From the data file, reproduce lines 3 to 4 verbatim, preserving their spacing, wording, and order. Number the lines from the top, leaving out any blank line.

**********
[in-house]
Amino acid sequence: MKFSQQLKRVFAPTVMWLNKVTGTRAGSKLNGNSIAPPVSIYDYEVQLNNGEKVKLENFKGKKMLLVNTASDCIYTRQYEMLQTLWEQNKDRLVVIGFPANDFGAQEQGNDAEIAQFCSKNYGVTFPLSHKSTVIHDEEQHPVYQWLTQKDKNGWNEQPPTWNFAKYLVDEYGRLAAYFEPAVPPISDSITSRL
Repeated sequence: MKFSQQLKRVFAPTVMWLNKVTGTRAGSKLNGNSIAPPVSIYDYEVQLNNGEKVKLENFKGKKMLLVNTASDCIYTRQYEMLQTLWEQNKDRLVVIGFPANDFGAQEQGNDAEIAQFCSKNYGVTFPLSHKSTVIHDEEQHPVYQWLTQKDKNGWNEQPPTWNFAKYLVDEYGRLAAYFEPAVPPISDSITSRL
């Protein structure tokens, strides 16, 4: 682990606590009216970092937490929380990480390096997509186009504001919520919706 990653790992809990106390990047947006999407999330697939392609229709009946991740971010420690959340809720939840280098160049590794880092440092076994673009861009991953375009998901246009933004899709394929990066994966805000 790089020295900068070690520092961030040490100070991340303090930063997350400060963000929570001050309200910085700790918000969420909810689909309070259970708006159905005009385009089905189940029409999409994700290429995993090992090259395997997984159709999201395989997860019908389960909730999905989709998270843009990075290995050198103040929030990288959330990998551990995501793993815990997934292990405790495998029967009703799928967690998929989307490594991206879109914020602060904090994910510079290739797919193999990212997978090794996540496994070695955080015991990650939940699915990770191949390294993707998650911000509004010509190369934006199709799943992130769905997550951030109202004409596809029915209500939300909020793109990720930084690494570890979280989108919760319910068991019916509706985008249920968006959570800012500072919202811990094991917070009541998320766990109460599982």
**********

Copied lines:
Repeated sequence: MKFSQQLKRVFAPTVMWLNKVTGTRAGSKLNGNSIAPPVSIYDYEVQLNNGEKVKLENFKGKKMLLVNTASDCIYTRQYEMLQTLWEQNKDRLVVIGFPANDFGAQEQGNDAEIAQFCSKNYGVTFPLSHKSTVIHDEEQHPVYQWLTQKDKNGWNEQPPTWNFAKYLVDEYGRLAAYFEPAVPPISDSITSRL
């Protein structure tokens, strides 16, 4: 682990606590009216970092937490929380990480390096997509186009504001919520919706 990653790992809990106390990047947006999407999330697939392609229709009946991740971010420690959340809720939840280098160049590794880092440092076994673009861009991953375009998901246009933004899709394929990066994966805000 790089020295900068070690520092961030040490100070991340303090930063997350400060963000929570001050309200910085700790918000969420909810689909309070259970708006159905005009385009089905189940029409999409994700290429995993090992090259395997997984159709999201395989997860019908389960909730999905989709998270843009990075290995050198103040929030990288959330990998551990995501793993815990997934292990405790495998029967009703799928967690998929989307490594991206879109914020602060904090994910510079290739797919193999990212997978090794996540496994070695955080015991990650939940699915990770191949390294993707998650911000509004010509190369934006199709799943992130769905997550951030109202004409596809029915209500939300909020793109990720930084690494570890979280989108919760319910068991019916509706985008249920968006959570800012500072919202811990094991917070009541998320766990109460599982």